Updates to the new curriculum include information on consent and gender identity, but it is not yet clear how much else it will have in common with the 2015 sex-ed curriculum that was repealed last year.
Executive Director of the Sexual Health Options, Resources and Education (SHORE) Centre, Lindsay Butcher, says she is pleased to hear of the new updates.
"When gender identity is introduced in grade eight, I feel like that could be moved up a bit earlier when discussing sexual orientation in grade five or grade six. Many young people who are trans or non-binary start to have those feeling younger than in grade eight. It's important that they have that validation and a trusted adult like a teacher, that they can talk to." Butcher told 570 NEWS.
Butcher says concerned parents have always been able to opt out of enrolling their children into sex-ed classes, even in the 2015 version.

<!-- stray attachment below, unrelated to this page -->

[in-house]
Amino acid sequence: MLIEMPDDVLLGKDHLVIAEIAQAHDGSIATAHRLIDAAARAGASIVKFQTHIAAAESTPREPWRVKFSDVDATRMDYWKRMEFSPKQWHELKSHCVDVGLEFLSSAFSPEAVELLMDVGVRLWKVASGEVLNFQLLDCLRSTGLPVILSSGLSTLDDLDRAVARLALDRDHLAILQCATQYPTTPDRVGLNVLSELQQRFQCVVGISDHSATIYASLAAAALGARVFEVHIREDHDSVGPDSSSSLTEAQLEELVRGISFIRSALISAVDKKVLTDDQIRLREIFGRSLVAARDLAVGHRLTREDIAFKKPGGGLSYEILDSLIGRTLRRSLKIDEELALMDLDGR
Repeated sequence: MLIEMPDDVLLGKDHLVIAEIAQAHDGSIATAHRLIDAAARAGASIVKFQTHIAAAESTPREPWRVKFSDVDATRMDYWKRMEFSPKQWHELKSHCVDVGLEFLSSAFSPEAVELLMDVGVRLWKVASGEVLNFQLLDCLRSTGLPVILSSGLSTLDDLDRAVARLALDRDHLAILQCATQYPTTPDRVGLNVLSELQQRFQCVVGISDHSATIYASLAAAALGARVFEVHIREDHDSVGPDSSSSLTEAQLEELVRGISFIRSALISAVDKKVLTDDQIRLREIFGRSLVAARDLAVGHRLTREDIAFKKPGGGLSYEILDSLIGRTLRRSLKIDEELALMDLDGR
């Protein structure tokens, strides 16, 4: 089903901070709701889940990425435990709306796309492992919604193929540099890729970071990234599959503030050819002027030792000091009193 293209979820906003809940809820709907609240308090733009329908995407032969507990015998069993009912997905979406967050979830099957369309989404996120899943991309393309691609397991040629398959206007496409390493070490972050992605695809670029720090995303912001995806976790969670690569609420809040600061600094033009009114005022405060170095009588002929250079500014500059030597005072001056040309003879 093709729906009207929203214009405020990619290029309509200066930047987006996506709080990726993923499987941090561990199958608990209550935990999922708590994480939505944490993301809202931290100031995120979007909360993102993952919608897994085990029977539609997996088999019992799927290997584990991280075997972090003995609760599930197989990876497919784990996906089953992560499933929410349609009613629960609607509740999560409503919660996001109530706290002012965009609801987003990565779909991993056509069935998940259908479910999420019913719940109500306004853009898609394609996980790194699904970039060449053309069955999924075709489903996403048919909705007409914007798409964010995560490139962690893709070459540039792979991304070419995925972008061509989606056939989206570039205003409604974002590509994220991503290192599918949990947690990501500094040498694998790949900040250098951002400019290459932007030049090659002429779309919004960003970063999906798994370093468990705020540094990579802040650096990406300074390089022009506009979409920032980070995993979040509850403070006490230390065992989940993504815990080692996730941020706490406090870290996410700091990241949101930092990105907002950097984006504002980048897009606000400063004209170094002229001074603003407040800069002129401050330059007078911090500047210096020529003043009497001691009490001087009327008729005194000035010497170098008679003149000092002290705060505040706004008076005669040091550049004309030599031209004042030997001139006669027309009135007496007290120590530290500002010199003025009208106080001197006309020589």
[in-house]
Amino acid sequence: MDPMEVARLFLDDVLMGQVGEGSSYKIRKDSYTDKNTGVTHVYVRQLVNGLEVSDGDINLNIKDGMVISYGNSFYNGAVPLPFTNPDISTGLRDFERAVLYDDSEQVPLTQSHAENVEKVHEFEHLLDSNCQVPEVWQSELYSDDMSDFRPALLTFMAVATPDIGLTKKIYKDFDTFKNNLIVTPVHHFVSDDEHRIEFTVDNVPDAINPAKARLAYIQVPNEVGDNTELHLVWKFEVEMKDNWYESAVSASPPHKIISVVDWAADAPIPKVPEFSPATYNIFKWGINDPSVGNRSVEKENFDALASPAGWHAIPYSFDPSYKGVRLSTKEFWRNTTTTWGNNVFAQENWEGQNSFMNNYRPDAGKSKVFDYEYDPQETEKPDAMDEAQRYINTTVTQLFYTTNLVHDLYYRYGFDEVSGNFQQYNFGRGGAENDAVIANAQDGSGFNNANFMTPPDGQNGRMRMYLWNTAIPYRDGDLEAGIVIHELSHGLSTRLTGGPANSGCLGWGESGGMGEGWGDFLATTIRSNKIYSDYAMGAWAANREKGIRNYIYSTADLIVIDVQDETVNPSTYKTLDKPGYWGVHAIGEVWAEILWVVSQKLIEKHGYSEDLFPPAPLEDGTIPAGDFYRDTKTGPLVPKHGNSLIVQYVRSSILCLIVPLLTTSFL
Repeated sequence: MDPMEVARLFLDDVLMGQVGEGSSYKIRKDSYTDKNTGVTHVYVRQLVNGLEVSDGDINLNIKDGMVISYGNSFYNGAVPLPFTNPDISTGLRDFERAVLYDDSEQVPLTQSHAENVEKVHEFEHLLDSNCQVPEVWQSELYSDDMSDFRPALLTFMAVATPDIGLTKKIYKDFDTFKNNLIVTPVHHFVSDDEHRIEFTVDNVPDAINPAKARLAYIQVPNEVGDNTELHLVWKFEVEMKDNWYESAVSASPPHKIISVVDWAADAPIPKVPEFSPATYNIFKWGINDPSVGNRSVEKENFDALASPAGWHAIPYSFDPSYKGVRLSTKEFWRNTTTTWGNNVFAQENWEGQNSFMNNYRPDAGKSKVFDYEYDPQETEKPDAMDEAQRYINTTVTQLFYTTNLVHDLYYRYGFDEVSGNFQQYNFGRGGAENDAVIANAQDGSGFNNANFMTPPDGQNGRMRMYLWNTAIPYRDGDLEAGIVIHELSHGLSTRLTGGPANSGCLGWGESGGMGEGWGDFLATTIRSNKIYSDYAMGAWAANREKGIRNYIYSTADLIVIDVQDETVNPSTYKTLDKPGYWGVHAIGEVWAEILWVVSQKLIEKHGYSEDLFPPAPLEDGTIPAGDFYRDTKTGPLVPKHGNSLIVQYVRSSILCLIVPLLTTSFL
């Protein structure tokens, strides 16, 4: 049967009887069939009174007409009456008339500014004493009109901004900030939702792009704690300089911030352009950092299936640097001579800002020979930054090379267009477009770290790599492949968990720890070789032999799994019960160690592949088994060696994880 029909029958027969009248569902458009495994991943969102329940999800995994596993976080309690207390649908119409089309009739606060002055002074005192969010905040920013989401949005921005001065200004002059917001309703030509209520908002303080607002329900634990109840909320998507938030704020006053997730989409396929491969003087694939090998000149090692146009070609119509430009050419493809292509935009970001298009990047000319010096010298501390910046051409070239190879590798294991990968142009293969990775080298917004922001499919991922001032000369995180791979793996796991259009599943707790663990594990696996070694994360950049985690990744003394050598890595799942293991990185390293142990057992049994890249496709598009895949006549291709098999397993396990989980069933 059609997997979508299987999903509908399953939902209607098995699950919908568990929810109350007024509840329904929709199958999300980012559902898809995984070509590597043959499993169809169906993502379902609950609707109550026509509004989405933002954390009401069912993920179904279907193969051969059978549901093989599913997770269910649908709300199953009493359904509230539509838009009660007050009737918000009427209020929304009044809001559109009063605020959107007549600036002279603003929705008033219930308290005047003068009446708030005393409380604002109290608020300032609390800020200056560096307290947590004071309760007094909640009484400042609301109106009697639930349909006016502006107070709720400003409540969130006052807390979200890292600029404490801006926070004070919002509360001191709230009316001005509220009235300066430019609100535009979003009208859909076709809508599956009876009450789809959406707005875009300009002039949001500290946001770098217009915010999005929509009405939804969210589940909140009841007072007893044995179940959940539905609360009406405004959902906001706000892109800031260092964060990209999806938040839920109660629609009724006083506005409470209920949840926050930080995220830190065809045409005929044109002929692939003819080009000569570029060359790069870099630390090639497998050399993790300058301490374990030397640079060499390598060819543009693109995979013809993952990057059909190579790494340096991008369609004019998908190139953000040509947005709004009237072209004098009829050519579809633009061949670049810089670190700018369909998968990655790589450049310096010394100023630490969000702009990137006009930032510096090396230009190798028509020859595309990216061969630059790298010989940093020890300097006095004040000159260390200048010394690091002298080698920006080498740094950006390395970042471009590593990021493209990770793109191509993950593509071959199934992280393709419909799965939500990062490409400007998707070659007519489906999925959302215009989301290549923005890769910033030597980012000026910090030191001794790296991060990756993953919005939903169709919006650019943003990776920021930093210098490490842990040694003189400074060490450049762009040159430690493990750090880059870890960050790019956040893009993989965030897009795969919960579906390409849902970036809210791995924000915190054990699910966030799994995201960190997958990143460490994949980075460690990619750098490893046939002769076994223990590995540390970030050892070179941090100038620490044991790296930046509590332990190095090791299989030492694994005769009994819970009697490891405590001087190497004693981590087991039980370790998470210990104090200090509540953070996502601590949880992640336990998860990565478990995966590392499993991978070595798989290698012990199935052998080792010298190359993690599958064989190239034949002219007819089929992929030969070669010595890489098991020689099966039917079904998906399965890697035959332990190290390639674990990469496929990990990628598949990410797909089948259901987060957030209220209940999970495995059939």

"I know that has been emphasized in the release, but that's always been an option for parents. We do caution against it because it is really important that all students receive the same information about their bodies, their sexuality and healthy relationships to prevent sexual abuse and exploitation, so that they know how to stand up to peer pressure."
She says the fact that the latest updates to the 1998 sex-ed curriculum include an emphasis on online safety and consent is promising.
"We're hopeful that the government has listened to the outpouring of support not just here in Waterloo Region, but across the province of parents and teachers and organizations like SHORE Centre who have been very vocal during this consultation process that we need accurate, comprehensive, evidence-based sex-ed for our kids."